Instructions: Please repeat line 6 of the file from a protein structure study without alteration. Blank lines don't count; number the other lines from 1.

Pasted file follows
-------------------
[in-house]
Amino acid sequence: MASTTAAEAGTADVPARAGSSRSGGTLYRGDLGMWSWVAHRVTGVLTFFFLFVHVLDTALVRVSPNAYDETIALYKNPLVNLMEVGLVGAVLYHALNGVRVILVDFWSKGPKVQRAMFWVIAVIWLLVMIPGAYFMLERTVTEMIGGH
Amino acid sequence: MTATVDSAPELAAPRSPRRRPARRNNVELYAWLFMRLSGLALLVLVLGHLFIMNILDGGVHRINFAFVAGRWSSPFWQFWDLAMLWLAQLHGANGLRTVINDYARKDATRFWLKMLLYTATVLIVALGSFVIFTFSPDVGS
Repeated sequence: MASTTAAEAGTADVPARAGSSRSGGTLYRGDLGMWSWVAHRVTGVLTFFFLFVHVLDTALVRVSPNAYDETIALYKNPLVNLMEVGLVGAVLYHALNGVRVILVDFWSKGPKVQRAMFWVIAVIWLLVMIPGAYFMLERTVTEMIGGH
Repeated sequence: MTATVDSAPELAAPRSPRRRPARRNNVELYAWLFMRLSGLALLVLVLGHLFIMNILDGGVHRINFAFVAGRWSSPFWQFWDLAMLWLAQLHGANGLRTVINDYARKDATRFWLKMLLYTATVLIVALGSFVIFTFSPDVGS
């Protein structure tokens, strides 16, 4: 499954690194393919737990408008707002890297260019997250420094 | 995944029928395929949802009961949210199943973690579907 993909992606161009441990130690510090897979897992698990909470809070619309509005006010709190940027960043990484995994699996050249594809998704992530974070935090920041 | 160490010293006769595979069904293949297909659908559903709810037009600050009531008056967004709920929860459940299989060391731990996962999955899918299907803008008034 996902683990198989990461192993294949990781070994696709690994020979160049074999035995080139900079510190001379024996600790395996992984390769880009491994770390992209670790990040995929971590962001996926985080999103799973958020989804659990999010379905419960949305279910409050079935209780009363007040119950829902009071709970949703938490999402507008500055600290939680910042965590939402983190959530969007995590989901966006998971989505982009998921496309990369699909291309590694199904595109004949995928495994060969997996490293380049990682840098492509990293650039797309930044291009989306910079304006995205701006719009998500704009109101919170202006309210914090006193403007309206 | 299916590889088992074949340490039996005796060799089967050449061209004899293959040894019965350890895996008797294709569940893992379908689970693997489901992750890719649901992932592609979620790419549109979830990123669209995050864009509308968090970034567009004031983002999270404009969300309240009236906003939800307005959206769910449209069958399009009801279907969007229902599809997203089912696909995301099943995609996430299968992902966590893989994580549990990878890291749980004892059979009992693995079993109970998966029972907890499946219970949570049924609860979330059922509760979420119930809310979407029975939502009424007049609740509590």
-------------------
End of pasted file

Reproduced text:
């Protein structure tokens, strides 16, 4: 499954690194393919737990408008707002890297260019997250420094 | 995944029928395929949802009961949210199943973690579907 993909992606161009441990130690510090897979897992698990909470809070619309509005006010709190940027960043990484995994699996050249594809998704992530974070935090920041 | 160490010293006769595979069904293949297909659908559903709810037009600050009531008056967004709920929860459940299989060391731990996962999955899918299907803008008034 996902683990198989990461192993294949990781070994696709690994020979160049074999035995080139900079510190001379024996600790395996992984390769880009491994770390992209670790990040995929971590962001996926985080999103799973958020989804659990999010379905419960949305279910409050079935209780009363007040119950829902009071709970949703938490999402507008500055600290939680910042965590939402983190959530969007995590989901966006998971989505982009998921496309990369699909291309590694199904595109004949995928495994060969997996490293380049990682840098492509990293650039797309930044291009989306910079304006995205701006719009998500704009109101919170202006309210914090006193403007309206 | 299916590889088992074949340490039996005796060799089967050449061209004899293959040894019965350890895996008797294709569940893992379908689970693997489901992750890719649901992932592609979620790419549109979830990123669209995050864009509308968090970034567009004031983002999270404009969300309240009236906003939800307005959206769910449209069958399009009801279907969007229902599809997203089912696909995301099943995609996430299968992902966590893989994580549990990878890291749980004892059979009992693995079993109970998966029972907890499946219970949570049924609860979330059922509760979420119930809310979407029975939502009424007049609740509590």